Husbands & Sons simultaneously tells the stories from three of D.H. Lawrence’s plays; chopped, re-ordered and enacted side-by-side on the Dorfman stage at the National Theatre. Lawrence’s The Daughter-in-Law (1912), The Widowing of Mrs Holroyd (1914) and A Collier’s Friday Night (1934) are set in his hometown, Eastwood, a mining village on the border of Nottinghamshire and Derbyshire.

Working with Director Marianne Elliott, Power uses the parallel themes running between Lawrence’s three plays to unify the stories, highlighting the collective feelings of the women and men in each, and exploring the differing needs and expectations of wives and their husbands at the time.  With similar themes – mining, alcoholism and a mother’s love for her son(s) – running like the rats between all three, Ben Power has created this adaptation partly in a bid to prevent the stories becoming repetitive to a modern day audience if told separately. Set in 1911, Power’s Husbands & Sons creates a mouthpiece for the sociopolitical issues of the Great Unrest in Britain.

As expected of a National Theatre production, the play boasts a strong cast, with particularly creditable performances from Anne-Marie Duff as Lizzie Holroyd, Martin Marquez as Charles Holroyd, Louise Brealey as Minnie Gascoigne, Susan Brown as Mrs Gascoigne and Lloyd Hutchinson as Walter Lambert. Particularly poignant is the claustrophobic love of the mothers for their sons. In the Gascoigne household, Minnie questions “how is a woman ever to have a husband when the men all belong to their mothers?”; a sentiment which is echoed in the Lambert household by Earnest (Johnny Gibbon), as he asks his mother whether liking apples means he can’t also like bread, in response to her fears that his feelings for Maggie Pearson (Cassie Bradley) have diminished his feelings for her.

Each kitchen is watched over by a mollycoddling matriarch, whose own husband is either dead or dissatisfied with his lot. These female figures resent the women their sons have partnered with and we see this in Mrs Gascoigne holding Luther (Joe Armstrong) from Minnie, in Lydia Lambert’s (Julia Ford) critical remarks about Maggie and in Holroyd’s mother (Sue Wallace) tutting at Lizzie not having dry, white socks warming in anticipation of her husband’s return.  Indeed, Minnie’s story could become Lizzie’s, which in turn could become Lydia’s, if all parties lived long enough.

Husbands & Sons is fittingly staged in-the-round, with Bunny Christie’s set design comprising of three near identical kitchens, each with running water, oil lamps and a coal stove to boot, and Lucy Carter’s dim lighting creating a naturalistic setting. However, in contrast to this, props and costume that relate to the action going on around them, such as opening and closing doors, eating food and taking on and off outdoor wear, are left to be mimed as part of Elliott’s precautions against set detracting from story. Industrial grating runs stylishly between the kitchens and the four corners of the stage are crusted with coal from the mines. The large metal contraption – or lift into the pit – is particularly effective as it rises in unison to Ian Dickinson’s jarring sounds at the opening of the play and falls, plunging us into darkness, at the end.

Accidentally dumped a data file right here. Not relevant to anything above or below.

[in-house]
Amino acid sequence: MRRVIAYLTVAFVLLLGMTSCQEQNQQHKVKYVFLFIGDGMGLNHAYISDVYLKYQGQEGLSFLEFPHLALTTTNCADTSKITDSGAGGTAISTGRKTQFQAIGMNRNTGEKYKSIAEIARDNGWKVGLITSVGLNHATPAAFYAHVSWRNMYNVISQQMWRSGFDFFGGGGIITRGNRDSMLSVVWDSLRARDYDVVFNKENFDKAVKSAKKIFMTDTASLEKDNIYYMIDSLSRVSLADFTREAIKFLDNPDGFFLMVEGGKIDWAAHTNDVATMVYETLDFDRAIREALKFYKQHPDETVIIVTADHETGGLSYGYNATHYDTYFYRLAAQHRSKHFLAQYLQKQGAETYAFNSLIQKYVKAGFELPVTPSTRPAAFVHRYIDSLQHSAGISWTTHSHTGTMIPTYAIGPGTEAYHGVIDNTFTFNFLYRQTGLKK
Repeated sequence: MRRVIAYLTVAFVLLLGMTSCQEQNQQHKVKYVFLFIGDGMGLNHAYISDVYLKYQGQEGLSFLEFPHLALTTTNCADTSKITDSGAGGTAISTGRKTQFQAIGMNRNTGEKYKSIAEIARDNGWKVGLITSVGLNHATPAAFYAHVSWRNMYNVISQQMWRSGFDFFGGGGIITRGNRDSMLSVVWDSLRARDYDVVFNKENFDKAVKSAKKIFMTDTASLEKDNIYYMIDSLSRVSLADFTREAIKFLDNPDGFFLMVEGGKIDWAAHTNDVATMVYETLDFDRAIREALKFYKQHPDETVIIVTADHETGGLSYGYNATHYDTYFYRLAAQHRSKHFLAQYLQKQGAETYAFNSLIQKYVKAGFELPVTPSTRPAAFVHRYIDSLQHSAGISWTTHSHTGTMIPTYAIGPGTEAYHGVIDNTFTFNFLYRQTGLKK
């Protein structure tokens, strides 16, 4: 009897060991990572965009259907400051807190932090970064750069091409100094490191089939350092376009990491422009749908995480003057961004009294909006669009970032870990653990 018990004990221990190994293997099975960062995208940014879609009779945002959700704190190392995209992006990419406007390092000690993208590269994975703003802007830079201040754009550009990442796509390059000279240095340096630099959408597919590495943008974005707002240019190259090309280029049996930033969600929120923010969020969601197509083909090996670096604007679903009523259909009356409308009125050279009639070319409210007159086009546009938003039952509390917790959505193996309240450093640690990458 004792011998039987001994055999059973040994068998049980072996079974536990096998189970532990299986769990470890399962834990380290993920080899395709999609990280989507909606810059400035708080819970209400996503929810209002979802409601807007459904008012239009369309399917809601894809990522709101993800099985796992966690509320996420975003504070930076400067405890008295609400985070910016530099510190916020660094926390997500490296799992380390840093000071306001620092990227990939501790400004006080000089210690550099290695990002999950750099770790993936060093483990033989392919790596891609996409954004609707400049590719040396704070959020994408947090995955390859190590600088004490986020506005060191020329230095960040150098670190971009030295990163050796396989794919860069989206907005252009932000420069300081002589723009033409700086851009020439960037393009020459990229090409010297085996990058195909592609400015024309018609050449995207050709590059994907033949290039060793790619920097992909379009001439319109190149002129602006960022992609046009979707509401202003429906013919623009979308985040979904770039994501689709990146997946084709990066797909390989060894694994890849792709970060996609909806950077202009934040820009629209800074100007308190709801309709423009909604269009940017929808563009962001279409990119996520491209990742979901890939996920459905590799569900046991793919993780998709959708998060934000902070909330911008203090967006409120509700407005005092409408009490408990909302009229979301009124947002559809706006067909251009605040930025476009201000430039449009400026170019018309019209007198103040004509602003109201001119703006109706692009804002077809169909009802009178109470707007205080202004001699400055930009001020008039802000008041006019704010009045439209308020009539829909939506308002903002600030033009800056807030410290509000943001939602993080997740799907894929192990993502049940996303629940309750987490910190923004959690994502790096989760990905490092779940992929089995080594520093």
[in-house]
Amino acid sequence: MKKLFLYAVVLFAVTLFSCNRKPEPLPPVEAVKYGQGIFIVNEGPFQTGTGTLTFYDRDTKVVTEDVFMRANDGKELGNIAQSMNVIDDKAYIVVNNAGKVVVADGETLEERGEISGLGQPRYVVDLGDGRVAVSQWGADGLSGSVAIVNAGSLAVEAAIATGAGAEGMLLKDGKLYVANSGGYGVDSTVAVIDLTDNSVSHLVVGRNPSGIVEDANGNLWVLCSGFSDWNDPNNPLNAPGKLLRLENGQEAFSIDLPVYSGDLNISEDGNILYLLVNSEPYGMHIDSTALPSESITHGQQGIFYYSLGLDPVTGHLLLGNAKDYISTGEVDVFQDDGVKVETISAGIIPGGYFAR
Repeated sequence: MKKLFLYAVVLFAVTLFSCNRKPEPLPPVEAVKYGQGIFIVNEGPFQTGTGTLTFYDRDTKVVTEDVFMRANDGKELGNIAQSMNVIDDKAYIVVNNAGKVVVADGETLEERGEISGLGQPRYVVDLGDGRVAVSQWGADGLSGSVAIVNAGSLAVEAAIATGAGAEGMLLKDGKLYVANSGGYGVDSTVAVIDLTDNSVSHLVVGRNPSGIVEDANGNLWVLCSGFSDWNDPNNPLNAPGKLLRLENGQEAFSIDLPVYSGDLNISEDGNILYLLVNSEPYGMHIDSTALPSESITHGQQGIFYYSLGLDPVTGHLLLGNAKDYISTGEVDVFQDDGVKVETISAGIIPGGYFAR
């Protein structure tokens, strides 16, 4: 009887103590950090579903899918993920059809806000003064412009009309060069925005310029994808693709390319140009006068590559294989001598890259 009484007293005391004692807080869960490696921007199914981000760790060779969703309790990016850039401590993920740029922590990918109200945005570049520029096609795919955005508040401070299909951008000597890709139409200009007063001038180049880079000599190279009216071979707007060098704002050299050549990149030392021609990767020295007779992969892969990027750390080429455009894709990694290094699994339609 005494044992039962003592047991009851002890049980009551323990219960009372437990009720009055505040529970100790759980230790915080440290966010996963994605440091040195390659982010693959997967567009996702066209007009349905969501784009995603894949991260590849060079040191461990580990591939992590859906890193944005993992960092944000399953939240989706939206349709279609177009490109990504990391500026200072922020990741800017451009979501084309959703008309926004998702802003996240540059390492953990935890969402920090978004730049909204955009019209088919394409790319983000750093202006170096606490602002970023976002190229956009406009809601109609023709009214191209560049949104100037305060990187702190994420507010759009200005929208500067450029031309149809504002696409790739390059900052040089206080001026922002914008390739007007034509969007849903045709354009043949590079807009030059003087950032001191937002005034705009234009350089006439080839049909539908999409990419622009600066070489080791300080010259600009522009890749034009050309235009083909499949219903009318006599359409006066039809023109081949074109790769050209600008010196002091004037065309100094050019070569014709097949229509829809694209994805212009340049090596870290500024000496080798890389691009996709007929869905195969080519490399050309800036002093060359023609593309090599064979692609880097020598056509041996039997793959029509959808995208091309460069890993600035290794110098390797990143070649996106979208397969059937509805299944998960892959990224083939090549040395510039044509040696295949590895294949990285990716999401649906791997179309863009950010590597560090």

The greatest accomplishment of this production, though, is the coexistence of Lawrence’s plays on the stage. Skillful selection on behalf of Power and Elliott gives us an intimate insight into the three families, and we hear shared cries of exasperation from their homes despite the fact their plots are kept separate. The three texts are beautifully intertwined, and the moments where our attention is grabbed away from one pocket of action – by a cough or a call for pudding in another frame – are appropriately timed throughout. Similarly, the drama in one frame is strengthened as the sentiment is mirrored in another, reinforcing the shared experiences of the wives across Lawrence’s plays. For example, as Minnie accuses Luther of allowing his mother’s love to suffocate him, Lizzie simultaneously hugs her son Jack in the Holroyd frame. There is just one moment when my vision of the main action, taking place in the Lambert household, is blocked by a background scene, in this case a drunken ‘trollop’ in the Holroyd house, swaying around her part of the set.

The moments when the characters do cross between plots are kept to a minimal, and are most successful in the first act when a drunk Walter Lambert and an equally drunk Charles Holroyd bump into one another between house and pub, and when a record played in Minnie’s frame is picked up and hauntingly sung by Duff’s Lizzie as she sits in a tree outside her home. In the second act, this is most effective towards the end, when rumours of the accident in the mine are murmured throughout the community. Unfortunately, however, the decision to drag Gertie (Katherine Pearce) into the Gascoigne plot as potential help around the house, seemed inauthentic and unnecessary.

Husbands & Sons is a genuine insight into the minds of the wives whose husbands worked ‘down pit’. Told in authentic dialect, we’re presented with a story that is humorous, anguished, and fuelled by Lawrence’s own memories of the mining community he left behind.

Husbands & Sons is playing the National Theatre until 10 February 2016. For more information and tickets, see the National Theatre website. Photo by Manuel Harlan.